Microsoft Azure will now checks backups of virtual machines (VMs) to ensure they’ll work properly if called upon to do so, addressing an issue that’s increasingly problematic as organisations’ cloud environments become ever-more changeable.
Virtual-machine configuration changes, such as network or platform-related updates, can mean a backup doesn’t run properly, so the new feature, called Backup Pre-Checks for Azure Virtual Machines, checks them for possible problems.
It then aggregates the information and makes it available from the Recovery Services Vault dashboard, along with recommendations for how to fix the problems that were spotted.
The pre-checks, currently being previewed, run as part of scheduled VM backups, and so don’t need a separate schedule of their own.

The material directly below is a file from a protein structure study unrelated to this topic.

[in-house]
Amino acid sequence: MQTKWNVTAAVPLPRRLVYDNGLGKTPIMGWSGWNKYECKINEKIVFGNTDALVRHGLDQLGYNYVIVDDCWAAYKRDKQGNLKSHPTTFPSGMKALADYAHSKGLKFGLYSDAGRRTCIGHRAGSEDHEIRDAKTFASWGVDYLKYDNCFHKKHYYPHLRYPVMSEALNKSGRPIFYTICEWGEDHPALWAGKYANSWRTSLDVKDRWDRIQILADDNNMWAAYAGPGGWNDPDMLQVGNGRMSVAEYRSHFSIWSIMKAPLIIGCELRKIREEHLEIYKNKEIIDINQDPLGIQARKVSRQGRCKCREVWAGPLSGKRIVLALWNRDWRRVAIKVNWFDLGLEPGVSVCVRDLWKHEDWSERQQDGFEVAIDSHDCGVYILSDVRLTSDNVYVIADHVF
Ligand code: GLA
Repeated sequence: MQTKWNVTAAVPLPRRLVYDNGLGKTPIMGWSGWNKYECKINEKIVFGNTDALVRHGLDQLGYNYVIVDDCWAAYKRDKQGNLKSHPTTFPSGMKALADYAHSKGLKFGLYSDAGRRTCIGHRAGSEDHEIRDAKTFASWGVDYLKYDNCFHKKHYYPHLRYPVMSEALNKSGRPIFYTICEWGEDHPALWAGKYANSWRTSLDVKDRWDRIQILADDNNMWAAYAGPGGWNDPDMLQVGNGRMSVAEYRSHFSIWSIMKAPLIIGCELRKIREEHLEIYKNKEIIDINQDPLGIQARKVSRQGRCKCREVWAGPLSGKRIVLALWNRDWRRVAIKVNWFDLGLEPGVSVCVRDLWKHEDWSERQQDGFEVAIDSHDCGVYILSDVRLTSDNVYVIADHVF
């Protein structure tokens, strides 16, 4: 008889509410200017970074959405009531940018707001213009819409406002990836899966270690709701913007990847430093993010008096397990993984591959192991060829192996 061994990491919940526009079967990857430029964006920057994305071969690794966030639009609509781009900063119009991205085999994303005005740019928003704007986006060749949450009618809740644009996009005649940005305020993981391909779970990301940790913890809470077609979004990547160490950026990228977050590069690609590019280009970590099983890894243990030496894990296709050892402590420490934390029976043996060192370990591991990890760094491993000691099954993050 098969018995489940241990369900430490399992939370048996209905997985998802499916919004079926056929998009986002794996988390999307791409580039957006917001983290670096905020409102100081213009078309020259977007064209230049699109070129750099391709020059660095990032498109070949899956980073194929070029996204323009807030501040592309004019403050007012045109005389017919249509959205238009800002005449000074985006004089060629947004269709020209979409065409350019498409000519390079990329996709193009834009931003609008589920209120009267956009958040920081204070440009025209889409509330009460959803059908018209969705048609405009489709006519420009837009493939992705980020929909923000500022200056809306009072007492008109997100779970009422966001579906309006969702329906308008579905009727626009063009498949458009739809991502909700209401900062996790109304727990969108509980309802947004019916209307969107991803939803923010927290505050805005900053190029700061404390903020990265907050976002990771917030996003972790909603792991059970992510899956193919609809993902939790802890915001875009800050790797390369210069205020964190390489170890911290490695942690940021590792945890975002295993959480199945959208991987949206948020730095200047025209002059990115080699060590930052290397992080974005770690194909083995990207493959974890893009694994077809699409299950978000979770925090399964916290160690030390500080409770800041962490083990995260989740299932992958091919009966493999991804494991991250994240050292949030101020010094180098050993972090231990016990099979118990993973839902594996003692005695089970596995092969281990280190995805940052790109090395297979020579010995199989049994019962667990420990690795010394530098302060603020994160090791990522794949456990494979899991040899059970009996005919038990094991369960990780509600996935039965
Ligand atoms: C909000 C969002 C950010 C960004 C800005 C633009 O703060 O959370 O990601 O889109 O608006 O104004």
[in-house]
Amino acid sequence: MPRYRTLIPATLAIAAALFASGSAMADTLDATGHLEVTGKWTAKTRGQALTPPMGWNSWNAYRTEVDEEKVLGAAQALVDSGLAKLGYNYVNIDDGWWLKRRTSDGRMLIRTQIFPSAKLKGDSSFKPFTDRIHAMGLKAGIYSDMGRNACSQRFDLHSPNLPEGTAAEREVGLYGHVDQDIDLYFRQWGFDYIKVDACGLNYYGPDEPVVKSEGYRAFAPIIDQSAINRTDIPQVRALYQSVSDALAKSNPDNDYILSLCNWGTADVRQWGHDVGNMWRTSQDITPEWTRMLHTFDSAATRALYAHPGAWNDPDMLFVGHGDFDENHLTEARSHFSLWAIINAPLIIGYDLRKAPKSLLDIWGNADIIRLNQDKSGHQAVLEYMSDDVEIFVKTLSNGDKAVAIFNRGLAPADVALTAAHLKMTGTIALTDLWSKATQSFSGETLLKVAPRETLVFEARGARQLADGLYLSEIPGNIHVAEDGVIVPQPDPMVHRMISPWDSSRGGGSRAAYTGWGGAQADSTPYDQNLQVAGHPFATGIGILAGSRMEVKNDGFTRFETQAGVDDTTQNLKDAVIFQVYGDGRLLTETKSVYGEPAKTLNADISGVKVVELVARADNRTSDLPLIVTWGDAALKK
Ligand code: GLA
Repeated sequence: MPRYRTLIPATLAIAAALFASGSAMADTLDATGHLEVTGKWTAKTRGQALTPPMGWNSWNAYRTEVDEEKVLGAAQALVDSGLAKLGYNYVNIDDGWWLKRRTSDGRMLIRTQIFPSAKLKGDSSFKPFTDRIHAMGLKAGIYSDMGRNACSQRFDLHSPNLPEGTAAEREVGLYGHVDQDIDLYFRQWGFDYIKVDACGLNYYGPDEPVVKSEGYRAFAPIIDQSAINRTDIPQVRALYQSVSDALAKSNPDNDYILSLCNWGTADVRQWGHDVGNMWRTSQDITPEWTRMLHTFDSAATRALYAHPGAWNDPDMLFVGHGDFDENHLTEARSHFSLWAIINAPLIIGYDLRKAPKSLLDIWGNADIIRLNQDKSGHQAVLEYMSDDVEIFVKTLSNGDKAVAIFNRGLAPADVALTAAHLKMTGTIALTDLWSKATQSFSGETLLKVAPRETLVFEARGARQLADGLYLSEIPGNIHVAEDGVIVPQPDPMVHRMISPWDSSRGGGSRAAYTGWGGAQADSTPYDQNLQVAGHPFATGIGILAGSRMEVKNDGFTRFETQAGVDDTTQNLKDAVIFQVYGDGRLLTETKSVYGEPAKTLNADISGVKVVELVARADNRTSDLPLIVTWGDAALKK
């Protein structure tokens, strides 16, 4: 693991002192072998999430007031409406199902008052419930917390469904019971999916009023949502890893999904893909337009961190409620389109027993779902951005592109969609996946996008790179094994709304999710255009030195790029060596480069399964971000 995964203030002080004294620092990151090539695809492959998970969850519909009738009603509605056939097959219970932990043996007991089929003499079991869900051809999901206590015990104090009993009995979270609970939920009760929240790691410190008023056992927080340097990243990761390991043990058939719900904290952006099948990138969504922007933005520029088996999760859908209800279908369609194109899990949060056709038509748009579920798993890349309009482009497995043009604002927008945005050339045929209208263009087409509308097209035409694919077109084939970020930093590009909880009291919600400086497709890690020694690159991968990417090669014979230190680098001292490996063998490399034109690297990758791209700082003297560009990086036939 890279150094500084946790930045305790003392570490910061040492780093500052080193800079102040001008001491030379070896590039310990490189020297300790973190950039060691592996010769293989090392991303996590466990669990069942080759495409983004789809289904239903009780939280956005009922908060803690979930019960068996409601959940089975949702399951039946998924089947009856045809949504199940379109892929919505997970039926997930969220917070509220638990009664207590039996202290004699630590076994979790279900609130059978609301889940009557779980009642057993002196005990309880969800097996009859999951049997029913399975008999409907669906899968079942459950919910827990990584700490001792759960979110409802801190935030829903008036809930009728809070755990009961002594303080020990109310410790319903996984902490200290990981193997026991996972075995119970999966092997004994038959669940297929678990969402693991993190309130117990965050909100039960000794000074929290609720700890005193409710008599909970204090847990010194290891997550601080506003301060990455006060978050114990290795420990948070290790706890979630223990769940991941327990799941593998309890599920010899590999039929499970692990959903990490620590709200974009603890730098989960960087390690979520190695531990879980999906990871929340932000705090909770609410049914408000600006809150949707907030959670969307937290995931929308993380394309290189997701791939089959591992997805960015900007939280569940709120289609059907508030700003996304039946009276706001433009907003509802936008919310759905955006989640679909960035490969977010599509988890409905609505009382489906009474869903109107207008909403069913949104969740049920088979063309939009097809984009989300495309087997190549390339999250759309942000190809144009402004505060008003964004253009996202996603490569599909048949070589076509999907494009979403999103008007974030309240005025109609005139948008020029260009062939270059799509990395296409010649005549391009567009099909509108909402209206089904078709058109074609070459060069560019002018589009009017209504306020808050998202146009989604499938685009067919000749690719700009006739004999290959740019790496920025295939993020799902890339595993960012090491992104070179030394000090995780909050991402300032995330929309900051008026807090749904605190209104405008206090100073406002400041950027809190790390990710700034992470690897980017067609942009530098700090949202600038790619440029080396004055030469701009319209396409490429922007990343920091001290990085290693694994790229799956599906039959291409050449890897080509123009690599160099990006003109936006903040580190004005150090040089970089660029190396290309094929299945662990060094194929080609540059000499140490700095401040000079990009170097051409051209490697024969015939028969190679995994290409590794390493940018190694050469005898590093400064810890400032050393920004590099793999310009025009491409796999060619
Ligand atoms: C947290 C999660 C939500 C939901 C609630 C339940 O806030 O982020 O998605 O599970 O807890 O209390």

It either lists VMs as passed, or else warns of issues that could lead either to a possible or a definite backup failure.
The system makes it easier for administrators to prioritise which VMs need attention first, Microsoft said.
Separately, Microsoft on Monday provided details on the way its security team eliminates malware-controlled bots from Azure virtual machines.
The company said it analyses DNS query logs to identify communication patterns typical of communications between command servers and botnets.
The technique, which employs machine learning, is 95 percent accurate and can detect botnets before computer security companies do, said Roy Levin and Tomer Teller of Azure Security.
“Unlike most other systems which analyze data from each machine in isolation, our approach can effectively uncover patterns that are typical to Botnets,” they wrote in a blog post. “This new botnet detection feature will reduce the risk of Azure VMs becoming infected with malware.”
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